I don’t know if I’m wrong or not. I love her book and just think she’s taking an approach here that’s unnecessarily confrontational and unfriendly. I’ve behaved much worse myself, in exactly the same way, and it’s just never worked out well for me or anyone else when I did. I disagree with her in this instance, but I know her heart’s in the right place and she is obviously on the right side of this struggle and trying to make a point that she believes in.

      • gamal
        December 3, 2013, 10:39 pm

        Dear Hostage,

        I dont know how to say this but, you a thing man, and yes that’s to me

        “The right to an occupation and the right to have an opinion or viewpoint are fundamental human rights that don’t have to be earned.”

        just extraordinarily beautiful a statement, we want to upset you because your humanity and good sense are not really an answer to a ‘narcissistic sense of entitlement.’ you know we dont accept our inferiority we cant help but assert.

        You a military man, I always respected the deep understanding of human frailty that so many military men have, like women they often have a culture of nurture and acceptance,

        As a huge beneficiary of your legal pedagogy, no really you a good teacher, i know of no higher praise than that, do you get that we need to offend you, to transgress proper boundaries, I dont have any more respect for any one I have ever read on the net greater than I have for you, I know what you mean I do understand, and fuck you and all the structures, including those hard wired into our soft hearts, my friend we have lost everything and the process proceeds, like integration when the oblongs are sufficiently narrow, we perfectly mirror futility, what you expect man a kiss and hand shake its shit down here, and we have breed in this miasma.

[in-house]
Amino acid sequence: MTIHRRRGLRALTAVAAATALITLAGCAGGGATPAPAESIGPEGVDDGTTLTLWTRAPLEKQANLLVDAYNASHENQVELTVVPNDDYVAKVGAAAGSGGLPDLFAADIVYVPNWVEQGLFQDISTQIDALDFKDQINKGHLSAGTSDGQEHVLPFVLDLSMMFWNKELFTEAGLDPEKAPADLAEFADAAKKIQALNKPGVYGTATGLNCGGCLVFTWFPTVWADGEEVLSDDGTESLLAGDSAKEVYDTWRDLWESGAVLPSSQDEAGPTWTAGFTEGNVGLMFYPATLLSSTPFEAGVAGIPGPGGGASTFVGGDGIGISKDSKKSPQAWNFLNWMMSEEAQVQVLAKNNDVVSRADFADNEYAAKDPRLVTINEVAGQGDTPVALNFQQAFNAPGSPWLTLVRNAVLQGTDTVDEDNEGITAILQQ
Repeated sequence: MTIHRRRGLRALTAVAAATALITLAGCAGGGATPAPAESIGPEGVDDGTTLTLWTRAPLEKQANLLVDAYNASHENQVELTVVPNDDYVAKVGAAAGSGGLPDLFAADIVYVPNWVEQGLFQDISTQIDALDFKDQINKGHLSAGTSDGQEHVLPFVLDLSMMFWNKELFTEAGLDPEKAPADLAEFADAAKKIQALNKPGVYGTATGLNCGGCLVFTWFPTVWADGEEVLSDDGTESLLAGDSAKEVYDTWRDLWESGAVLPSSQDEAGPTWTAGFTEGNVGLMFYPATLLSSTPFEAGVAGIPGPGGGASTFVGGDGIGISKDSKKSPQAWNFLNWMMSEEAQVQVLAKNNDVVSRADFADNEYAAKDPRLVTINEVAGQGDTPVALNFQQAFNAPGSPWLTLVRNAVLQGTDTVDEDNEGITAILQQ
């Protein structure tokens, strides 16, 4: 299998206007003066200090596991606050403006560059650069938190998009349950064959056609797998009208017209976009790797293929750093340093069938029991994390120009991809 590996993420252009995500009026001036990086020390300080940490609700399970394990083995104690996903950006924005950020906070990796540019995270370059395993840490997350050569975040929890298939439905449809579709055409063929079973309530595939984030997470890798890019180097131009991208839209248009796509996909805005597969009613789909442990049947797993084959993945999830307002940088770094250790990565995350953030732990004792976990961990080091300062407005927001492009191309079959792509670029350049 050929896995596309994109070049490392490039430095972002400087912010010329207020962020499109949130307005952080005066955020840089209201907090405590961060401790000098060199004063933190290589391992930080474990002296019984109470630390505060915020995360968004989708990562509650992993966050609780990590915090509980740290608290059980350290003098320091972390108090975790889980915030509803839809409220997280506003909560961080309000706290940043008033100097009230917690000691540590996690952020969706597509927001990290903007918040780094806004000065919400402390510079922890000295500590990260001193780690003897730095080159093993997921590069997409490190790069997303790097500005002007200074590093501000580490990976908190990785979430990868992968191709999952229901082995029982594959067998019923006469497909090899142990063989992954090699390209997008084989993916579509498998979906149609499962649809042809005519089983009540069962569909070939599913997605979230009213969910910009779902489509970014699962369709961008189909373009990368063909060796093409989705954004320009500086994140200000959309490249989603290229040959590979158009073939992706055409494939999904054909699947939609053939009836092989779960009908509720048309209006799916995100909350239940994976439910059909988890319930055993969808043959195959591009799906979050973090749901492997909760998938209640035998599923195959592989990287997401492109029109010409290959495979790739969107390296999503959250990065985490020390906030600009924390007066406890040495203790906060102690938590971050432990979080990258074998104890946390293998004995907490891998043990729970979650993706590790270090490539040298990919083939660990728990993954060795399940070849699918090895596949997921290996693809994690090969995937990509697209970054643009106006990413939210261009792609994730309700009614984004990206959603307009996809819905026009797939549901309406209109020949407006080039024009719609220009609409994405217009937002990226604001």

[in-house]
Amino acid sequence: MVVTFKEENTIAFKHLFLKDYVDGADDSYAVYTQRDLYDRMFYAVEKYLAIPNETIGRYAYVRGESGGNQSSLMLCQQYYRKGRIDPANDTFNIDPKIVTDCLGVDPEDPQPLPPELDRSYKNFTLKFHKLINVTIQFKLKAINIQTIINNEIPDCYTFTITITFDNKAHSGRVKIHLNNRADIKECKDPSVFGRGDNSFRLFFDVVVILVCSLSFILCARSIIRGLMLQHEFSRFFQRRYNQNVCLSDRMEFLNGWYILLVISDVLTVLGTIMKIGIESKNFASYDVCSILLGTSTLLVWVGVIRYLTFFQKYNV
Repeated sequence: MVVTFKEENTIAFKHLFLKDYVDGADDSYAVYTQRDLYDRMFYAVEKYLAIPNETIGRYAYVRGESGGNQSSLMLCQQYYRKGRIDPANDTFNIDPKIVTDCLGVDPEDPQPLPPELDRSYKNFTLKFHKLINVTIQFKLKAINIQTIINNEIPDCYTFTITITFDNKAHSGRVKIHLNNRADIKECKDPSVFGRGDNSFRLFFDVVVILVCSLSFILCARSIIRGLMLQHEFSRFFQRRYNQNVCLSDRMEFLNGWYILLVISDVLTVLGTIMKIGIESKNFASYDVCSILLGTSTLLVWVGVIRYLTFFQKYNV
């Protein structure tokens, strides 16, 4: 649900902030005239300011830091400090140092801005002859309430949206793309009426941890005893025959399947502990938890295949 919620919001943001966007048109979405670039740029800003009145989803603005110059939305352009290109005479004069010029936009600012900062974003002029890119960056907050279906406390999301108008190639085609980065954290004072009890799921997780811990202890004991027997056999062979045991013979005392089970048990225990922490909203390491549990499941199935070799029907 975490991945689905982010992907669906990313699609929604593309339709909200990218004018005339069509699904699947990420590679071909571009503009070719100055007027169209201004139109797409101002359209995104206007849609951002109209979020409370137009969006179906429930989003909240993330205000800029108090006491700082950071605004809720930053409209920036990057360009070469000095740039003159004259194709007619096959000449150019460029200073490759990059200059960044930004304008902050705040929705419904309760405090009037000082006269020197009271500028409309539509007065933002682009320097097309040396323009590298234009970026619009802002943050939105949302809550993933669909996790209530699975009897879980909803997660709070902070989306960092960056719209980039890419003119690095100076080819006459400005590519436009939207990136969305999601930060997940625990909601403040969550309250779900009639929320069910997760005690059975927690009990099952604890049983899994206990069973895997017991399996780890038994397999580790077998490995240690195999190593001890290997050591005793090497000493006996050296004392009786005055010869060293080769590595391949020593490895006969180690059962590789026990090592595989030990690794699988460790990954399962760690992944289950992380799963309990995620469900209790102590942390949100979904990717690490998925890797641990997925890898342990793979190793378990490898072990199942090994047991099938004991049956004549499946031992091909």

• gamal
        December 3, 2013, 11:17 pm

        “I don’t know if I’m wrong or not. I love her book and just think she’s taking an approach here that’s unnecessarily confrontational and unfriendly. I’ve behaved much worse myself, in exactly the same way, and it’s just never worked out well for me or anyone else when I did. I disagree with her in this instance, but I know her heart’s in the right place and she is obviously on the right side of this struggle and trying to make a point that she believes in.”

        I mean really are any Zionist prigs reading, (Miriam et al). Its a one para Tolstoy,
        I for one am seduced, but we must not agree, but still, thats beautiful Hostage, respect. ( we were always taught to salute shortest way up longest way down, however it is most properly done, Respect.) You enunciate the essential view, its cool, when a retort spontaneously occurs to me i will obviously proffer it.

      • Hostage
        December 4, 2013, 6:52 pm

        do you get that we need to offend you